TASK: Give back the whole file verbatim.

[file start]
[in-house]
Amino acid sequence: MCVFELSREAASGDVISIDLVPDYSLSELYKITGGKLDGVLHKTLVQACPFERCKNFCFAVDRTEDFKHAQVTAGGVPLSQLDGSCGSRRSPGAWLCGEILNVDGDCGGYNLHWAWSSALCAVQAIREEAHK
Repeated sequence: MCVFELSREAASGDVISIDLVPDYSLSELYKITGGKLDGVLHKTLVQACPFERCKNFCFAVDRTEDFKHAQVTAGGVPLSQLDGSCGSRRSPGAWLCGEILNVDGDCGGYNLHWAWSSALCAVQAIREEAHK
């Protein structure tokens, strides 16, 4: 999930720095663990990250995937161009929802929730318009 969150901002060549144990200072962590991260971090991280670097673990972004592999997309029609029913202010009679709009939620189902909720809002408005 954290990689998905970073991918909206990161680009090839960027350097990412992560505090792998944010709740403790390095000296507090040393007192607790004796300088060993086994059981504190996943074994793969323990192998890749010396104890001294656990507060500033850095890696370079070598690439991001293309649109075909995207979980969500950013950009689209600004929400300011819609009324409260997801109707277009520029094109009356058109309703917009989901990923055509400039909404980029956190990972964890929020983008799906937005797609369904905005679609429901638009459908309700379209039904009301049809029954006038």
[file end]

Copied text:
[in-house]
Amino acid sequence: MCVFELSREAASGDVISIDLVPDYSLSELYKITGGKLDGVLHKTLVQACPFERCKNFCFAVDRTEDFKHAQVTAGGVPLSQLDGSCGSRRSPGAWLCGEILNVDGDCGGYNLHWAWSSALCAVQAIREEAHK
Repeated sequence: MCVFELSREAASGDVISIDLVPDYSLSELYKITGGKLDGVLHKTLVQACPFERCKNFCFAVDRTEDFKHAQVTAGGVPLSQLDGSCGSRRSPGAWLCGEILNVDGDCGGYNLHWAWSSALCAVQAIREEAHK
């Protein structure tokens, strides 16, 4: 999930720095663990990250995937161009929802929730318009 969150901002060549144990200072962590991260971090991280670097673990972004592999997309029609029913202010009679709009939620189902909720809002408005 954290990689998905970073991918909206990161680009090839960027350097990412992560505090792998944010709740403790390095000296507090040393007192607790004796300088060993086994059981504190996943074994793969323990192998890749010396104890001294656990507060500033850095890696370079070598690439991001293309649109075909995207979980969500950013950009689209600004929400300011819609009324409260997801109707277009520029094109009356058109309703917009989901990923055509400039909404980029956190990972964890929020983008799906937005797609369904905005679609429901638009459908309700379209039904009301049809029954006038």